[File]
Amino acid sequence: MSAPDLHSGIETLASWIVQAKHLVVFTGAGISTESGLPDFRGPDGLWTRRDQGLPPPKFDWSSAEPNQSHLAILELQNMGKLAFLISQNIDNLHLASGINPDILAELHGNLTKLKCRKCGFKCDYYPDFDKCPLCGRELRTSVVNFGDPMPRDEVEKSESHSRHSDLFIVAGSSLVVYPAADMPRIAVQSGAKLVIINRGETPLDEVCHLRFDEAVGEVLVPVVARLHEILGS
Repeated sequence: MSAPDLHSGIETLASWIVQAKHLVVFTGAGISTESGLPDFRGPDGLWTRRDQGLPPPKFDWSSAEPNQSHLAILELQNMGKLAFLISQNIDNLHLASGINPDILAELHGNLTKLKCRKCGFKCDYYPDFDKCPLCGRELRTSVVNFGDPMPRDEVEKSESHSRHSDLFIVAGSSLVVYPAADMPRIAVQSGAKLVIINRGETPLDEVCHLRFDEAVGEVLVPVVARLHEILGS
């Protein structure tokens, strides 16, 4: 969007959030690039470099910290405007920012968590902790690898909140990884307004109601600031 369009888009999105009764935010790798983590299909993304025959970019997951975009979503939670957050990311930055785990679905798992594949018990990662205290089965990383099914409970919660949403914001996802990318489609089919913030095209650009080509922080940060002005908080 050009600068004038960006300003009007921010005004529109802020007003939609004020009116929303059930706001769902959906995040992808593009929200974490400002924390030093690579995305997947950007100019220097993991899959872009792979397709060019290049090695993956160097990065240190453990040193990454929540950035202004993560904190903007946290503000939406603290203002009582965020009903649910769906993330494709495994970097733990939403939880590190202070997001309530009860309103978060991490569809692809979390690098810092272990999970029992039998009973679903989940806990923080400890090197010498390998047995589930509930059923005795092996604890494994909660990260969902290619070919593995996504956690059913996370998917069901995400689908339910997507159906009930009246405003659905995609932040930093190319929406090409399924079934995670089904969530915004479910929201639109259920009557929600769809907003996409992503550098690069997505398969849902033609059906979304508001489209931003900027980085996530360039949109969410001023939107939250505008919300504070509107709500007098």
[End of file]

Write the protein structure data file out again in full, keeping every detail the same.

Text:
Amino acid sequence: MSAPDLHSGIETLASWIVQAKHLVVFTGAGISTESGLPDFRGPDGLWTRRDQGLPPPKFDWSSAEPNQSHLAILELQNMGKLAFLISQNIDNLHLASGINPDILAELHGNLTKLKCRKCGFKCDYYPDFDKCPLCGRELRTSVVNFGDPMPRDEVEKSESHSRHSDLFIVAGSSLVVYPAADMPRIAVQSGAKLVIINRGETPLDEVCHLRFDEAVGEVLVPVVARLHEILGS
Repeated sequence: MSAPDLHSGIETLASWIVQAKHLVVFTGAGISTESGLPDFRGPDGLWTRRDQGLPPPKFDWSSAEPNQSHLAILELQNMGKLAFLISQNIDNLHLASGINPDILAELHGNLTKLKCRKCGFKCDYYPDFDKCPLCGRELRTSVVNFGDPMPRDEVEKSESHSRHSDLFIVAGSSLVVYPAADMPRIAVQSGAKLVIINRGETPLDEVCHLRFDEAVGEVLVPVVARLHEILGS
């Protein structure tokens, strides 16, 4: 969007959030690039470099910290405007920012968590902790690898909140990884307004109601600031 369009888009999105009764935010790798983590299909993304025959970019997951975009979503939670957050990311930055785990679905798992594949018990990662205290089965990383099914409970919660949403914001996802990318489609089919913030095209650009080509922080940060002005908080 050009600068004038960006300003009007921010005004529109802020007003939609004020009116929303059930706001769902959906995040992808593009929200974490400002924390030093690579995305997947950007100019220097993991899959872009792979397709060019290049090695993956160097990065240190453990040193990454929540950035202004993560904190903007946290503000939406603290203002009582965020009903649910769906993330494709495994970097733990939403939880590190202070997001309530009860309103978060991490569809692809979390690098810092272990999970029992039998009973679903989940806990923080400890090197010498390998047995589930509930059923005795092996604890494994909660990260969902290619070919593995996504956690059913996370998917069901995400689908339910997507159906009930009246405003659905995609932040930093190319929406090409399924079934995670089904969530915004479910929201639109259920009557929600769809907003996409992503550098690069997505398969849902033609059906979304508001489209931003900027980085996530360039949109969410001023939107939250505008919300504070509107709500007098």